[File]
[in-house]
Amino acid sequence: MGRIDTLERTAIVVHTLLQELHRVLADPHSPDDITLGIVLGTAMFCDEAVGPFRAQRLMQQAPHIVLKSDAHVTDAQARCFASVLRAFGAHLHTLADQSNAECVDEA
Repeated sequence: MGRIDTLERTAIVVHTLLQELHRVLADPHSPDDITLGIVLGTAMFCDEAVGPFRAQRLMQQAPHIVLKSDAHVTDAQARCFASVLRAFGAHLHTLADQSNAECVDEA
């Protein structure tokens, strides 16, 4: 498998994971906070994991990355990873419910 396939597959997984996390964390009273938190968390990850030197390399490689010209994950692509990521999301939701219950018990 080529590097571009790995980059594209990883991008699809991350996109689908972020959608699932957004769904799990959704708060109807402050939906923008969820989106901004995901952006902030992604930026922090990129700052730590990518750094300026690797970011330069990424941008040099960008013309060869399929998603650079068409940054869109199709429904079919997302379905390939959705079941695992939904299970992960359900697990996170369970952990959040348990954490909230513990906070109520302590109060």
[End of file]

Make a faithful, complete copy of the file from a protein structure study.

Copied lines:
[in-house]
Amino acid sequence: MGRIDTLERTAIVVHTLLQELHRVLADPHSPDDITLGIVLGTAMFCDEAVGPFRAQRLMQQAPHIVLKSDAHVTDAQARCFASVLRAFGAHLHTLADQSNAECVDEA
Repeated sequence: MGRIDTLERTAIVVHTLLQELHRVLADPHSPDDITLGIVLGTAMFCDEAVGPFRAQRLMQQAPHIVLKSDAHVTDAQARCFASVLRAFGAHLHTLADQSNAECVDEA
């Protein structure tokens, strides 16, 4: 498998994971906070994991990355990873419910 396939597959997984996390964390009273938190968390990850030197390399490689010209994950692509990521999301939701219950018990 080529590097571009790995980059594209990883991008699809991350996109689908972020959608699932957004769904799990959704708060109807402050939906923008969820989106901004995901952006902030992604930026922090990129700052730590990518750094300026690797970011330069990424941008040099960008013309060869399929998603650079068409940054869109199709429904079919997302379905390939959705079941695992939904299970992960359900697990996170369970952990959040348990954490909230513990906070109520302590109060």